Latinos Could Swing the 2020 Election in These Six States

Latino voters could swing six battleground states in 2020, a new poll showed, sparking concern for Joe Biden and Democrats.

The poll by Voter Participation Center/Voto Latino showed low enthusiasm among Latinos in states where the population could affect the outcome, particularly among young voters—a finding that Stephen Nuño, a Latino Decisions pollster who conducted the poll, said is concerning for the presumptive Democratic nominee.

The poll surveyed 1200 Latino voters in the six battleground states of Arizona, Florida, Nevada, North Carolina, Pennsylvania, and Texas. Page Gardner, founder of the Voter Participation Center and the Center for Voter Information told Newsweek that taking the pulse of Latinos in those states is important because the burgeoning Latino populations could affect the election and they are the key battleground states not just in the presidential race, but have down-ballot implications. The poll is the first robust sample of Latinos in North Carolina and Pennsylvania this cycle.

"It's code red," Voto Latino founder Maria Teresa Kumar, who specializes in reaching young Latinos, told Newsweek.

The poll found that Latino voters continued to demonstrate lower enthusiasm for Biden's candidacy, with a "somewhat low rate" of 59 percent of Latinos who said they intend to vote, compared with 73 percent of Latino registered voters who said they were certain to vote in February. Only 46 percent of Latino voters under 30 said they plan to vote, a figure that Kumar said jumped out.

"The reason it's code red is that unlike African American households where older family members encourage young people to go vote, in our households it's the opposite," she said. "The fact that 46 percent of youth are open to Biden means they have a lot of work to do because they're the ones who get their parents to register to vote."

Latino Decisions said "there is no doubt" the coronavirus outbreak has dampened voter enthusiasm as real-world concerns supersede everything else. "It's really about demographic outreach and a lot of it is a function of Bernie Sanders dropping out and losing the attention of these groups, where the pandemic hasn't helped," Nuño said.

The poll was conducted online from June 7 to June 19 and has a margin of error of 2.8 percent.

While Biden continues to lead President Donald Trump among Latinos at 60 percent to 25 percent, the poll showed the former vice president's support with the group has fallen since earlier in the cycle. Biden had 67 percent support of those surveyed in a February Latino Decisions poll. He is also underperforming where Hillary Clinton was with the group at the same point in the previous cycle, when she had 73 percent support among Latinos in the summer of 2016.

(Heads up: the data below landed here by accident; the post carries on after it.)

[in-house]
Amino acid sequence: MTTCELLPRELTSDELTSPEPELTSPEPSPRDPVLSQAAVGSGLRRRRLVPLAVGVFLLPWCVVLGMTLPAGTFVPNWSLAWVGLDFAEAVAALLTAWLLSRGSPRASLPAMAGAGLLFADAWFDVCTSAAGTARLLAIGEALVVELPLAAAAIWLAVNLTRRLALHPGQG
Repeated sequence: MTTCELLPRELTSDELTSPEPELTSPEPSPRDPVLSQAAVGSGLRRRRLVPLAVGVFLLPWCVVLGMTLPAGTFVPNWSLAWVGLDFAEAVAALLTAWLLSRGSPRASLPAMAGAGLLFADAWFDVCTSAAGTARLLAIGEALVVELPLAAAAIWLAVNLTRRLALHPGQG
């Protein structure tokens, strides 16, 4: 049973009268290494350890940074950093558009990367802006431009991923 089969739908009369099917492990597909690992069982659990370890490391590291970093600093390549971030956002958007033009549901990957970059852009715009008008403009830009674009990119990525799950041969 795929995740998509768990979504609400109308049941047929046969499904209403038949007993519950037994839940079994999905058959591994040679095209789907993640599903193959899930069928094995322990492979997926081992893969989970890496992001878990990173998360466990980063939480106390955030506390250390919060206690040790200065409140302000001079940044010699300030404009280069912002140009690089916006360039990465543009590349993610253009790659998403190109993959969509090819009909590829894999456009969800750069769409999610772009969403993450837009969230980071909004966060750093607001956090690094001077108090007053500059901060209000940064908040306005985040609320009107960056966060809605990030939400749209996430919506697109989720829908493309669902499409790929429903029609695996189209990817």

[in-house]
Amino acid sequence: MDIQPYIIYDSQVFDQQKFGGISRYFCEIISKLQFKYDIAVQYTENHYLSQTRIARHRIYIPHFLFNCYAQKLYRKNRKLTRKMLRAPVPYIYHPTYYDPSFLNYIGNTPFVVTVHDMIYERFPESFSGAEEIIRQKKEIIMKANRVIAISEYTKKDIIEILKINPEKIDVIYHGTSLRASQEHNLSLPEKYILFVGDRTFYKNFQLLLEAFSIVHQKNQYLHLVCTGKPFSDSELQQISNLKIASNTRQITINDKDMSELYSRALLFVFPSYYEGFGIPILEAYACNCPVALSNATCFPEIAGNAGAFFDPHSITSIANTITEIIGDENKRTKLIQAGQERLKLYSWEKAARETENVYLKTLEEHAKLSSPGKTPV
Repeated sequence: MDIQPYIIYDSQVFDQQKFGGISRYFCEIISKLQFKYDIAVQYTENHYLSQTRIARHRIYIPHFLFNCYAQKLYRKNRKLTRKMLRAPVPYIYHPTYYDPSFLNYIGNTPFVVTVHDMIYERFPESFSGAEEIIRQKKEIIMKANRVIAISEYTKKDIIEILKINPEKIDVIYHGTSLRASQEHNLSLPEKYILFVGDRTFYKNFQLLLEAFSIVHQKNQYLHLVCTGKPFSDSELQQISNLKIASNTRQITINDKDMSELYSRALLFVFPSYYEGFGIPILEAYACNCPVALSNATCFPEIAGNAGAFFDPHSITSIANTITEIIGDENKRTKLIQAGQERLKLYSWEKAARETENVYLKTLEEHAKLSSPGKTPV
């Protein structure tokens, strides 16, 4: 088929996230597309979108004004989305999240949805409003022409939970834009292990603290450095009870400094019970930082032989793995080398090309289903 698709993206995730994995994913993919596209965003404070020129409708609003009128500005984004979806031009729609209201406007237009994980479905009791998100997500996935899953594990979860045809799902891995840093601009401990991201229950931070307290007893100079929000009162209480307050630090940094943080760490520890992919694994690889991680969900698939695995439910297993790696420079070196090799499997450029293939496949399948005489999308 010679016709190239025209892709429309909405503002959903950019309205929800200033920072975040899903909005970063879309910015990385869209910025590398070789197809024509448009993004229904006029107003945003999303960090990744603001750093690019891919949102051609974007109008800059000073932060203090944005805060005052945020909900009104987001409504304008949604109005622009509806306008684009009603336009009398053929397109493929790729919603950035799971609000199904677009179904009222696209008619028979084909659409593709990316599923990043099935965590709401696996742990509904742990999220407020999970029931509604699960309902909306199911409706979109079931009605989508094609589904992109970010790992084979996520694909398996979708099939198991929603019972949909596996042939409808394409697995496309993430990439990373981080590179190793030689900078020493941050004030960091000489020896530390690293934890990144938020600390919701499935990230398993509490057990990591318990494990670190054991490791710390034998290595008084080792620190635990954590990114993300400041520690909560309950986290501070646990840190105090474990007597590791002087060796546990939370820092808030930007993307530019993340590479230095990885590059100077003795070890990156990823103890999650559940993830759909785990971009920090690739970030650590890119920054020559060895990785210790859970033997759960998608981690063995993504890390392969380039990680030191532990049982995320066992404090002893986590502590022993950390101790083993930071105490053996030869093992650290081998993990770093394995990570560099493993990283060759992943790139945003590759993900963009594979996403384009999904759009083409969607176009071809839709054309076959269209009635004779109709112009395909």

In a memo, the pollsters wrote that "mere disaffection with Trump is insufficient" to get Latinos to vote for Biden, adding that there is no movement to Trump from the group. Instead, they said that they found a large pool of undecided voters, "most likely votes that Biden has a chance to win, especially younger Latinos," if he can increase his outreach to the voting bloc.

A complicating issue for Democrats is getting hard-hit groups like Latinos who represent part of their coalition to vote during the outbreak, and the poll showed Hispanics express low levels of information about vote-by-mail options, which will be used heavily in the fall.

Only 42 percent of Latinos said they have ever voted by mail or via absentee ballot and two-thirds of in-person Hispanic voters acknowledged they are unfamiliar with the process of how to vote by mail in their state.

The poll suggested additional voter education is needed for comfort and confidence with mail voting to grow. In North Carolina, only 2.5 percent of people voted by mail in 2018, Gardner said, which is why her organization is expanding its vote by mail program "dramatically."

An opening for Democrats may be in the strong support from Latinos for the Black Lives Matter movement and how voting and activism are viewed in concert as affecting change, the poll found.

More than three-quarters of Latino voters support the Black Lives Matter movement after protests exploded across the country in the aftermath of the George Floyd killing by police. Seven-in-ten Latinos also said "racial injustice and violence against black and Latino communities" was the most important or a top reason to vote in November.

Kumar's group saw this dynamic in action as the police brutality protests grew. After registering 10,000 voters in May, Voto Latino expected to register 20,000 in June, at a cost of $140,000. Instead, they exhausted their budget in three days, ultimately registering 98,000 voters and spending $1 million. "They have connected protesting and voting—getting young people to understand to be in the streets but then to also vote is a big shift in this generation, and the most hopeful and inspiring part" of the poll, she said.

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Supporters of Democratic presidential hopeful former Vice President Joe Biden attend a Super Tuesday event in Los Angeles on March 3, 2020. FREDERIC J. BROWN / AFP/Getty